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'Jubilee!' at Bally's Las Vegas is a classic glitz blitz

The long-running show (16,000-plus performances since 1981) is the last of its kind.

July 05, 2009|Christopher Smith

LAS VEGAS — On a recent drop-in to Las Vegas I looked around the plane and wondered what the travelers near me were looking forward to most. Success at the tables or slots? A five-star meal? Or just a chance to put aside worries about the economic realities of the last year?

For me, it was "Jubilee!" Never heard of it? That's no surprise, since it's arguably the least hip show on the Strip. On the other hand, there's a chance you may have seen it but just have forgotten about it. Yet, unlikely as it sounds, "Jubilee!" is the longest-running show in any live theater of 1,000 seats or more in the U.S. Performances 16,675 and 16,676 will take place tonight in the dated, usually half-full showroom at Bally's casino. In contrast, the longest-running show on Broadway, "Phantom of the Opera" at the Majestic Theatre, has had a measly 8,900 or so stagings.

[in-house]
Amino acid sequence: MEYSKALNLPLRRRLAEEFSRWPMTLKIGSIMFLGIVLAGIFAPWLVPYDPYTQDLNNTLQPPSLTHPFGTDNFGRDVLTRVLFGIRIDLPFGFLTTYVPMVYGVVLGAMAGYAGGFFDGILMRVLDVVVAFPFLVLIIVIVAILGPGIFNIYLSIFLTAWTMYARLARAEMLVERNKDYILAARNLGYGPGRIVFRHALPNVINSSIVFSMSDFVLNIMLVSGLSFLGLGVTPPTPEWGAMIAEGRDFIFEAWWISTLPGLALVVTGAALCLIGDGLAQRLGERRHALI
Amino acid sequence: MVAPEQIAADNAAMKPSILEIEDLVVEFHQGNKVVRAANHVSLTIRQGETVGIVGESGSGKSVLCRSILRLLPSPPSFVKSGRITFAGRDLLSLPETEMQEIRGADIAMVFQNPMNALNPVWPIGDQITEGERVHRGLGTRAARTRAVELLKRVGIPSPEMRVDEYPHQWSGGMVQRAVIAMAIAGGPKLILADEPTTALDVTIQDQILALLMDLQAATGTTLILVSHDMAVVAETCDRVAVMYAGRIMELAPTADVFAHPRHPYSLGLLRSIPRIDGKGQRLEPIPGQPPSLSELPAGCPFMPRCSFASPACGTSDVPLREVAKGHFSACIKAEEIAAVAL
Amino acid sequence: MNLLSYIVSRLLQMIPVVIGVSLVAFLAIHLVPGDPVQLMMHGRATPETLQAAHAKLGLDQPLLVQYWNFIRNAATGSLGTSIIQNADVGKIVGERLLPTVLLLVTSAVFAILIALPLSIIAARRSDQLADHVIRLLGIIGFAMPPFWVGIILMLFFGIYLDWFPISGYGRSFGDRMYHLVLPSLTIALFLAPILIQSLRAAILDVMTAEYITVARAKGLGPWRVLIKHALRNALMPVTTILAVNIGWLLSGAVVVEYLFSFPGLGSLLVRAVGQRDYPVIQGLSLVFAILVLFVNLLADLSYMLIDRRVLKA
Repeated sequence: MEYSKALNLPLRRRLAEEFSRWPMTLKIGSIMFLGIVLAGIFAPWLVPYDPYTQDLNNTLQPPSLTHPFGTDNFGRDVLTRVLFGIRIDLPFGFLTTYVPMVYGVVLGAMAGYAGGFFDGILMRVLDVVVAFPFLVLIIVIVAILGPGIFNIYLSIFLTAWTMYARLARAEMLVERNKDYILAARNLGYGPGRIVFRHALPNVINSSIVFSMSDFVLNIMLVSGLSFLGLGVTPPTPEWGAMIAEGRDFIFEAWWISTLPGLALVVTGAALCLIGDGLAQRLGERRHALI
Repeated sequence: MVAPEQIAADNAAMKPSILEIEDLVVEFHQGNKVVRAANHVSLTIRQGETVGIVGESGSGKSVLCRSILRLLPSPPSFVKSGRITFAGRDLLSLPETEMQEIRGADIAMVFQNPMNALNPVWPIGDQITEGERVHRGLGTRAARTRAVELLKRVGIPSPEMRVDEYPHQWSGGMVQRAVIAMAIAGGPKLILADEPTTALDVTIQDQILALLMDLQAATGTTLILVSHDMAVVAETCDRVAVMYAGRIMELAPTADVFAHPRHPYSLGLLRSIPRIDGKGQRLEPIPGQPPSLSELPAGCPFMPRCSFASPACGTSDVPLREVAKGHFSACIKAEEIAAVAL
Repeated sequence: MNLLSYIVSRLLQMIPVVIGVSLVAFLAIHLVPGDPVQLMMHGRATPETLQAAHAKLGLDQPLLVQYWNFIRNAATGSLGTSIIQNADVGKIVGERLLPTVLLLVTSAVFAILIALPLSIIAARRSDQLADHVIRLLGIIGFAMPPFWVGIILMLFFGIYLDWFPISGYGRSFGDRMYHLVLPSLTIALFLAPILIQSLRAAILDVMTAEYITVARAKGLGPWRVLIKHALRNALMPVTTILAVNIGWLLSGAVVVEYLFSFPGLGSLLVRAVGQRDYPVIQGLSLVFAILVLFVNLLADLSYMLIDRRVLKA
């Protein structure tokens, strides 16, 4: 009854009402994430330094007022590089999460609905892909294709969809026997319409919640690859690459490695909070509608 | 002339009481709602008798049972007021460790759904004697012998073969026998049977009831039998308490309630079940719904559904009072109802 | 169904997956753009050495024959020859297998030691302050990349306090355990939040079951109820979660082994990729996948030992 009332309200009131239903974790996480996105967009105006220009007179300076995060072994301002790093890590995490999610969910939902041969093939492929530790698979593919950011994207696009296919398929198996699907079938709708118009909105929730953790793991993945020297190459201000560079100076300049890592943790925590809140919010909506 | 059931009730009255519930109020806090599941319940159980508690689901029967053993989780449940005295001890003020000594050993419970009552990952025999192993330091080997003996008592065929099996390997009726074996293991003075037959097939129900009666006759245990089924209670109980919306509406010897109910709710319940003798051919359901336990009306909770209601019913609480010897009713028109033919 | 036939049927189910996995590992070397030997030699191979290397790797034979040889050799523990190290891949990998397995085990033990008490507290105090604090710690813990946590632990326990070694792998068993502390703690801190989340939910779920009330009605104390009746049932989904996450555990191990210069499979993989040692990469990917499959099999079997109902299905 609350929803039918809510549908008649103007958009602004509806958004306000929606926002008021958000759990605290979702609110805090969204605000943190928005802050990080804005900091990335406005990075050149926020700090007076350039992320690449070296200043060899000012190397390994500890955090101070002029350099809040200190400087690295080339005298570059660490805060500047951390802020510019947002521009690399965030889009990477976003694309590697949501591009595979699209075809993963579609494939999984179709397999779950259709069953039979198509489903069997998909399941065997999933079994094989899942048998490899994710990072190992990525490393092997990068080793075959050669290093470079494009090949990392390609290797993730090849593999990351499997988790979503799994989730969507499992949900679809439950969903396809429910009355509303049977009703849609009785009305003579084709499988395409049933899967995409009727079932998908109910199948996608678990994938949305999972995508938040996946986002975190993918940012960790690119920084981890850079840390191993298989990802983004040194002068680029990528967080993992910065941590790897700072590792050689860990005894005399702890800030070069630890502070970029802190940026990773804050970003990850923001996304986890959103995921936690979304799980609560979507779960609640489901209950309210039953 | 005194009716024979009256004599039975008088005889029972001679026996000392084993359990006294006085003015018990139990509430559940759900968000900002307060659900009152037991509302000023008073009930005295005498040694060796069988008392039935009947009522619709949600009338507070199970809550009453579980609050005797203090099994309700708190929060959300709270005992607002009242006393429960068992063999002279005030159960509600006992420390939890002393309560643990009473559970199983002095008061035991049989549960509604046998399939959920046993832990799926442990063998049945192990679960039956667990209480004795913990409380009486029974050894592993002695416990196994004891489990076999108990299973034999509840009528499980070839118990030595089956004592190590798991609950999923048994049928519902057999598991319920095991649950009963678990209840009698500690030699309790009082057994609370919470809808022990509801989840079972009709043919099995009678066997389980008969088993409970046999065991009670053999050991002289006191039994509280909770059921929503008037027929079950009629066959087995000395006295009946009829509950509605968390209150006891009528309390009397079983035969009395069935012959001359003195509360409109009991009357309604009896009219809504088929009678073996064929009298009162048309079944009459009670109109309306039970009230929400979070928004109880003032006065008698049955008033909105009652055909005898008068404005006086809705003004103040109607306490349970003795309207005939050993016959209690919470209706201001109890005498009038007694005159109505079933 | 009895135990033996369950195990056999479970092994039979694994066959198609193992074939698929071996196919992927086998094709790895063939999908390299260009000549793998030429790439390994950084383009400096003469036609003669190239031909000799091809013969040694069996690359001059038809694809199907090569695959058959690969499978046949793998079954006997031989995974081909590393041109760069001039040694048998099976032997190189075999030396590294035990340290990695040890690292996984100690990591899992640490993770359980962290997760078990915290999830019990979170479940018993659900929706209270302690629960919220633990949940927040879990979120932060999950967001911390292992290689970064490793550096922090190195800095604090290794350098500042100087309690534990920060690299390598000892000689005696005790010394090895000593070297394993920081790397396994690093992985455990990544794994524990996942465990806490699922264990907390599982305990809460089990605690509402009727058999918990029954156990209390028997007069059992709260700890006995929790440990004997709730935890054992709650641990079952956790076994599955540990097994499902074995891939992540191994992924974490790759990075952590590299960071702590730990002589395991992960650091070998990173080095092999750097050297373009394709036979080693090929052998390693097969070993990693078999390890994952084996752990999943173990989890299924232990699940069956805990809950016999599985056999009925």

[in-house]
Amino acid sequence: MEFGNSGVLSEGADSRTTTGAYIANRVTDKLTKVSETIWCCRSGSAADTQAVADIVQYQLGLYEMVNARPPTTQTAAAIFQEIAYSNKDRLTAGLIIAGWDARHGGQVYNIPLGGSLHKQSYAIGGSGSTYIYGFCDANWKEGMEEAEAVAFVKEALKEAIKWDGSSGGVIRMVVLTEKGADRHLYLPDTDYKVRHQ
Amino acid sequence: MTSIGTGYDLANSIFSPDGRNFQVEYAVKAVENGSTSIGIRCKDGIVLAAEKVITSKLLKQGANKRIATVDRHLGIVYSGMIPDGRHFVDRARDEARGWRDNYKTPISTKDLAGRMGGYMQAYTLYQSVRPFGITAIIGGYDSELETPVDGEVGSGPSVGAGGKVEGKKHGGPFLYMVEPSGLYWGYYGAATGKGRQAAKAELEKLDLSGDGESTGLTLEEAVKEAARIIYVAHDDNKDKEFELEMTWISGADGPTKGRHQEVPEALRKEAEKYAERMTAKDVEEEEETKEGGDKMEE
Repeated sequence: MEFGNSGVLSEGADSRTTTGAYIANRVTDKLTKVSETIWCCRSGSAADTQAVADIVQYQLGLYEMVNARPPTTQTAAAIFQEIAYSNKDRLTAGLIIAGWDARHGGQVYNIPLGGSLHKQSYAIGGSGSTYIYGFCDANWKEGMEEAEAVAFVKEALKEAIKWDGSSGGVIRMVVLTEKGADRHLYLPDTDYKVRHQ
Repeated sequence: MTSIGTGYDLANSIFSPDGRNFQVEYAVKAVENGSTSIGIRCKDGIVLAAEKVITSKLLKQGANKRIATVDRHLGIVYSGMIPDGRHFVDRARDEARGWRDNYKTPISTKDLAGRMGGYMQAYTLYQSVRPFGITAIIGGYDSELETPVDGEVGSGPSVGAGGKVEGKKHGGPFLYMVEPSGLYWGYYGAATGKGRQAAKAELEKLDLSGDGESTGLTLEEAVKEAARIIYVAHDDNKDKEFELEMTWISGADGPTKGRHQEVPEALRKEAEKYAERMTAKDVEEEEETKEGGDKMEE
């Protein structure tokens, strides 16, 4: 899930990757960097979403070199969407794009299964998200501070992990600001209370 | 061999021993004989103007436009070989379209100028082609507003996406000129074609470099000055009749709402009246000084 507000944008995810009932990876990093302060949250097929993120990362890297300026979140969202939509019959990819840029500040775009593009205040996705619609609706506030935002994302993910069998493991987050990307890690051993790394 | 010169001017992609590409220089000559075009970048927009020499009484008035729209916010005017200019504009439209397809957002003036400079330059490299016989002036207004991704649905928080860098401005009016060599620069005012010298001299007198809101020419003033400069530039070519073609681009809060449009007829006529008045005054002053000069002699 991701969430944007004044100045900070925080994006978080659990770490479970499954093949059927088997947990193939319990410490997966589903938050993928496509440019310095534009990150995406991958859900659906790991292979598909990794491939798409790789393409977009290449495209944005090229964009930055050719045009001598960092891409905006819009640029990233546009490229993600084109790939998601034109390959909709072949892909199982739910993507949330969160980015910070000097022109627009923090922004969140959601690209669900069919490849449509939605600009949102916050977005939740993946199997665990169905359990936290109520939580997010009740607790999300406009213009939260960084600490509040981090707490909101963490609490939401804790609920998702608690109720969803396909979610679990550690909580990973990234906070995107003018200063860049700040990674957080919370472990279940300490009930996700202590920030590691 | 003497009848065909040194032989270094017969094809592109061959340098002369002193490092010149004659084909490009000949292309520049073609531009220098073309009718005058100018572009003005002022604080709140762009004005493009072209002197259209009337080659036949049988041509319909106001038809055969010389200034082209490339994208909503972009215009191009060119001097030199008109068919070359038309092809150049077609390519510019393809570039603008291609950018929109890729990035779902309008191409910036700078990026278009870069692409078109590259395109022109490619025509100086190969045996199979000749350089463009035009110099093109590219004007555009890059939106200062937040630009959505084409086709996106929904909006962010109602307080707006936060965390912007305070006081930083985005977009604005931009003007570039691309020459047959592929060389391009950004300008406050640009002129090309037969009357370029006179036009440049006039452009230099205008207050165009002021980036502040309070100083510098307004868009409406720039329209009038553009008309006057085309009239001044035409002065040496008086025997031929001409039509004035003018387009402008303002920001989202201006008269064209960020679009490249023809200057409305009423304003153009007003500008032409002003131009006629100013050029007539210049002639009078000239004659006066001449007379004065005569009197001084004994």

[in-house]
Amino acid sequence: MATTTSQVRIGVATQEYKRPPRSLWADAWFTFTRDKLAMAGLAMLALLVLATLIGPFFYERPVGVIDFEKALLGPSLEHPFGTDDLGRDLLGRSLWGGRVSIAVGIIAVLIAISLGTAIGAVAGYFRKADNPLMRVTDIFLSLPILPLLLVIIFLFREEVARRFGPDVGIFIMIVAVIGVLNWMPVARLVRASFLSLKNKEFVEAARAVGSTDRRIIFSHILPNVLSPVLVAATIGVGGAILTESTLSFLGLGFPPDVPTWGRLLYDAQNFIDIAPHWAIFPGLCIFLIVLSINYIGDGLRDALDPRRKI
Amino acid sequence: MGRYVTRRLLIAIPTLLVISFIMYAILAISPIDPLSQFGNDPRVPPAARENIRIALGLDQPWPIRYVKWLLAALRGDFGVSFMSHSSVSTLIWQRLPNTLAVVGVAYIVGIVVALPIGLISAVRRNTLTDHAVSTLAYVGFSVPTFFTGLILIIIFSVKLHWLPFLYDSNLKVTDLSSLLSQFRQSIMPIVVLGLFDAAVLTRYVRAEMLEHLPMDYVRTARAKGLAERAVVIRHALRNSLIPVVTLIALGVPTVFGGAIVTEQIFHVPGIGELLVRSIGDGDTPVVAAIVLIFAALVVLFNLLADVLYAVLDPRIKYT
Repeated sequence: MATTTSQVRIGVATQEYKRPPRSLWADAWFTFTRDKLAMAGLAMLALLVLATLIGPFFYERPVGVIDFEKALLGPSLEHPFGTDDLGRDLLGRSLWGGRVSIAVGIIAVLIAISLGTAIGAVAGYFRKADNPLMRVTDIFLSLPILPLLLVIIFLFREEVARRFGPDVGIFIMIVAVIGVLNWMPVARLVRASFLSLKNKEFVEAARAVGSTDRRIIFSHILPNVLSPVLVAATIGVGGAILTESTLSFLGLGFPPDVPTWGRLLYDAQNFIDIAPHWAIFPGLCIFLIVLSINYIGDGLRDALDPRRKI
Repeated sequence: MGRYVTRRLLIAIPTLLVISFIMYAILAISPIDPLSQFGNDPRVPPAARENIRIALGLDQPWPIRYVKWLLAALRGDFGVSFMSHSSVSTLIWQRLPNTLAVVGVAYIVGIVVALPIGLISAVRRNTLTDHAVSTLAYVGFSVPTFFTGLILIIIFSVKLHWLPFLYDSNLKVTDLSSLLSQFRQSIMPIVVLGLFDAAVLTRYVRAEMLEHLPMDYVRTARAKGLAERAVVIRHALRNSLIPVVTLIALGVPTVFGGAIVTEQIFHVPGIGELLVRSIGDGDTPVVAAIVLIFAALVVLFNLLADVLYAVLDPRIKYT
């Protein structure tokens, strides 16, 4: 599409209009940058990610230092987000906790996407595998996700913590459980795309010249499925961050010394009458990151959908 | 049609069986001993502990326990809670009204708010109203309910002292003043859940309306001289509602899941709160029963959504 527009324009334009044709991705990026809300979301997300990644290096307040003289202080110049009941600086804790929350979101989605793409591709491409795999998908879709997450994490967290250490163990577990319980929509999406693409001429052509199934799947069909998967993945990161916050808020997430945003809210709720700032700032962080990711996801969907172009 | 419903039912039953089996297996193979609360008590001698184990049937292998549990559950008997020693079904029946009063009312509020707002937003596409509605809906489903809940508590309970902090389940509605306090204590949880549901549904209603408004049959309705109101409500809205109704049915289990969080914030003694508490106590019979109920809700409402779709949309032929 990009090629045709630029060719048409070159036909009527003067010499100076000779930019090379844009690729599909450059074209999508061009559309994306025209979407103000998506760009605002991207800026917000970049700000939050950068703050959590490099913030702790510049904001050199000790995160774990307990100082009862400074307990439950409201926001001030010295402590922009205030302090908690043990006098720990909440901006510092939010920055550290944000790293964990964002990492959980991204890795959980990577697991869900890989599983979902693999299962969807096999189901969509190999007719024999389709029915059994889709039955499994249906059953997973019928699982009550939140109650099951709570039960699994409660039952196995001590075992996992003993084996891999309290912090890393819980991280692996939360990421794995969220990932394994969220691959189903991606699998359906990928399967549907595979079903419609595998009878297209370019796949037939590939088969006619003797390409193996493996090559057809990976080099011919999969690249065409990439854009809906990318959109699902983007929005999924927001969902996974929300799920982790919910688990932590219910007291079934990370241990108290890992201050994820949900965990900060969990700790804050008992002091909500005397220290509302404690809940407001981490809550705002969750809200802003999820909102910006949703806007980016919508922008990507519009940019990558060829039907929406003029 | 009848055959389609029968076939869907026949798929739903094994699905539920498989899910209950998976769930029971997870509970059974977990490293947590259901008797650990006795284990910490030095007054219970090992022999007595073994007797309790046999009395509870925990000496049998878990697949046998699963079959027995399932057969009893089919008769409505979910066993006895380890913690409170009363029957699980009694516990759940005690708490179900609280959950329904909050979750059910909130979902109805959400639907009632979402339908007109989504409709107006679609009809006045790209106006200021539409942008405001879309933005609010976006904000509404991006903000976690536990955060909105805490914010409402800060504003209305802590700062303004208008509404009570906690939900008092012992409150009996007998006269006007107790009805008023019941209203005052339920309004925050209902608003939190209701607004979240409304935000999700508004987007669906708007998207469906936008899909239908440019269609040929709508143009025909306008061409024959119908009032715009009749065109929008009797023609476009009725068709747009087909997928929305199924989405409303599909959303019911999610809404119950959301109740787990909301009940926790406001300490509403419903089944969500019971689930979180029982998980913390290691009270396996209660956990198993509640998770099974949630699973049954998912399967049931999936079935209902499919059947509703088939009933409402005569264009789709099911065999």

With "Jubilee!" being topless at most performances, it's important to note that my interest wasn't motivated by carnal desires . . . after all, there's more skin on display at, say, Cirque du Soleil's "Zumanity" or at the increasing number of sexed-up offerings along the Strip that coincide with the town's almost desperate resumption of its "What happens in Las Vegas, stays in Las Vegas" motto.

For The Record
Los Angeles Times Tuesday, July 14, 2009 Home Edition Main News Part A Page 4 National Desk 1 inches; 31 words Type of Material: Correction
'Jubilee!': In Arts & Books on July 5, an article about the Las Vegas production of "Jubilee!" at Bally's said Bob Mackie designed the costumes. Pete Menefee co-designed them with Mackie.
For The Record
Los Angeles Times Sunday, July 19, 2009 Home Edition Sunday Calendar Part D Page 2 Calendar Desk 1 inches; 27 words Type of Material: Correction
'Jubilee!' co-designer: An article about the Las Vegas production "Jubilee!" at Bally's on July 5 said Bob Mackie designed the costumes. Pete Menefee co-designed them with Mackie.